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Cavaliers crumble in 75-41 disaster at Virginia Tech

Virginia Tech had their way in all facets of the game as Virginia took its worst thrashing of the season

<p>The loss is the single largest defeat at the hands of Virginia Tech since 1961, when the Cavaliers lost by 35 points.&nbsp;</p>

The loss is the single largest defeat at the hands of Virginia Tech since 1961, when the Cavaliers lost by 35 points. 

Following a gripping matchup Saturday that saw Virginia grab a two-point victory over Wake Forest, the Cavaliers (20-7, 11-5 ACC) made their way to Cassell Coliseum to take on the Hokies (15-11, 7-8 ACC) for the second game of this year’s Commonwealth Clash.

Coach Tony Bennett utilized the same starting lineup from the weekend, with sophomore guard Andrew Rohde once again getting the nod along with senior guard Reece Beekman, sophomore guard Ryan Dunn, sophomore guard Isaac McKneely and graduate forward Jordan Minor.

The game started slow for both sides, as the Hokies were still only up 2-0 with three minutes having elapsed in the first half. Beekman hit the Cavaliers’ fourth shot attempt to even things up, but they would not see their next basket until almost another three minutes had run off the game clock, when McKneely drove for an easy two points. 

Later, Minor then made a quick shot before making his way to the bench in exchange for freshman forward Blake Buchanan — who did not wait to make an impact. Buchanan recorded a menacing block and managed an offensive rebound in his first three minutes of action. 

Unfortunately for Virginia, he was unable to keep up with senior center Lynn Kidd, who went on an eight-point tear to bring the Hokies’ lead to 12. The Cavaliers dealt with a concurrent cold streak, missing their next eight attempts from the field until a dunk by redshirt freshman forward Leon Bond III offered them some respite with just 46 seconds left in the half.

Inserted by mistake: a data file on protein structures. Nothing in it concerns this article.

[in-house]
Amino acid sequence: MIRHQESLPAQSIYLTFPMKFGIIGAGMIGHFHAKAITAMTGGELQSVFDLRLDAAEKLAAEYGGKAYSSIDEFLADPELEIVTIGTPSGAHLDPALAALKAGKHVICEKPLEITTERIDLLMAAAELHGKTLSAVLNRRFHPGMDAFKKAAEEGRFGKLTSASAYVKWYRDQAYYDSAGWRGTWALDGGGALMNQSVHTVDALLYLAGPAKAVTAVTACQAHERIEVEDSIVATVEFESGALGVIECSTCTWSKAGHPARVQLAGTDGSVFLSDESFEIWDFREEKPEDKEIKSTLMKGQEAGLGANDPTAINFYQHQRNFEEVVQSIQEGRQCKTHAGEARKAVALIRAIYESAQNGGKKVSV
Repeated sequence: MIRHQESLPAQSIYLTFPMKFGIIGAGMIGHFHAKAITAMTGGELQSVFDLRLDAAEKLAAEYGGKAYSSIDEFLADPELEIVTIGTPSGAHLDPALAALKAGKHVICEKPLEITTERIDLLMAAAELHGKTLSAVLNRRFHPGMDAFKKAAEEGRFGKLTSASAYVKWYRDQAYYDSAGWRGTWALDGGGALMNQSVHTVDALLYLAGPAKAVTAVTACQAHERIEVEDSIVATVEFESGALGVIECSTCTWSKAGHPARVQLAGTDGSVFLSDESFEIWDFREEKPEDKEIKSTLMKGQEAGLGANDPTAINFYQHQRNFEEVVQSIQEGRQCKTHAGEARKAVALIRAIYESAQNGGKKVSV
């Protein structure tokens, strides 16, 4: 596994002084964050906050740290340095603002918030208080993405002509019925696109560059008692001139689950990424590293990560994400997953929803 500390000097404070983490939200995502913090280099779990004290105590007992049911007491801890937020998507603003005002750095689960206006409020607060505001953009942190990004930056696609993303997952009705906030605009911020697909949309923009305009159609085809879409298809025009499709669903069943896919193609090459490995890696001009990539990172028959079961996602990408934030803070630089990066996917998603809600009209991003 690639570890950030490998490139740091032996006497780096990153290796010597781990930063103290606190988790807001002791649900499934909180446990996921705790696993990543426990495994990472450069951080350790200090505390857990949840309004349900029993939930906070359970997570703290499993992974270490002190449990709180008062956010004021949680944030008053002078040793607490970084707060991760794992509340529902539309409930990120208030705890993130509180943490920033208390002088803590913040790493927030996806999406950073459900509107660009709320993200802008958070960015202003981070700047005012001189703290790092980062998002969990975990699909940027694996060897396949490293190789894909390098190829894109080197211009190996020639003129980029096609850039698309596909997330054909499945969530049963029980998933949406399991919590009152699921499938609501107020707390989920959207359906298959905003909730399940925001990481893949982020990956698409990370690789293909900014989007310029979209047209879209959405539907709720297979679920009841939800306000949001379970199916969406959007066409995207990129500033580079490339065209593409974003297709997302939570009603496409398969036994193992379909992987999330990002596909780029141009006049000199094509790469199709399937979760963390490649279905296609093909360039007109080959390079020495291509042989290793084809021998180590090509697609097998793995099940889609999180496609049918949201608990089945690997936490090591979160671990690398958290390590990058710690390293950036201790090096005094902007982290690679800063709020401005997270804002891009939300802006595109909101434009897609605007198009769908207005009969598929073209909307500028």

The Cavaliers made the long trek to the locker room trailing the Hokies by a massive 20 points at halftime and their meager offensive production — they had shot 8 for 25 — showed no signs of improving. In a crucial rivalry matchup, the Cavalier offense was essentially nowhere to be found.

A quick seven unanswered points from Virginia Tech started the second half, but a successful stepback three-point shot by Beekman and a layup from Dunn in rapid succession made it seem as though the Cavaliers had maybe begun to find their groove. 

Despite some individual highlight moments, the team as a whole continued to falter. McKneely was the only Cavalier to score in the next seven minutes of the contest, adding seven points to his statline while his teammates only managed to get a meager shots up. 

Finally, a pull-up jump shot by Harris pulled Virginia out of their funk. By then, however, it was far too late, as the Hokies now found themselves holding a 26-point advantage. A few more makes from Minor, Harris and McKneely as well as a late four-point spurt from freshman guard Elijah Gertrude were the only signs of life from Virginia in the waning minutes, and the Hokies strode easily to a 75-41 victory. 

The loss is the single largest defeat at the hands of Virginia Tech since 1961, when the Cavaliers lost by 35 points. With Virginia approaching its final games of the regular season, Bennett’s squad is in dire need of a victory.

“We were behind in every way, shape and form on the defensive end, so they thoroughly outplayed us,” Bennett said. “They were the aggressors and they certainly dominated us, pretty much in all areas.”

The Cavaliers will have to look past the disappointing result as they approach one of the biggest games of conference play, as they take on North Carolina at John Paul Jones Arena Saturday. Tipoff for the high-stakes contest is at 4 p.m., and the game will be broadcast on ESPN.


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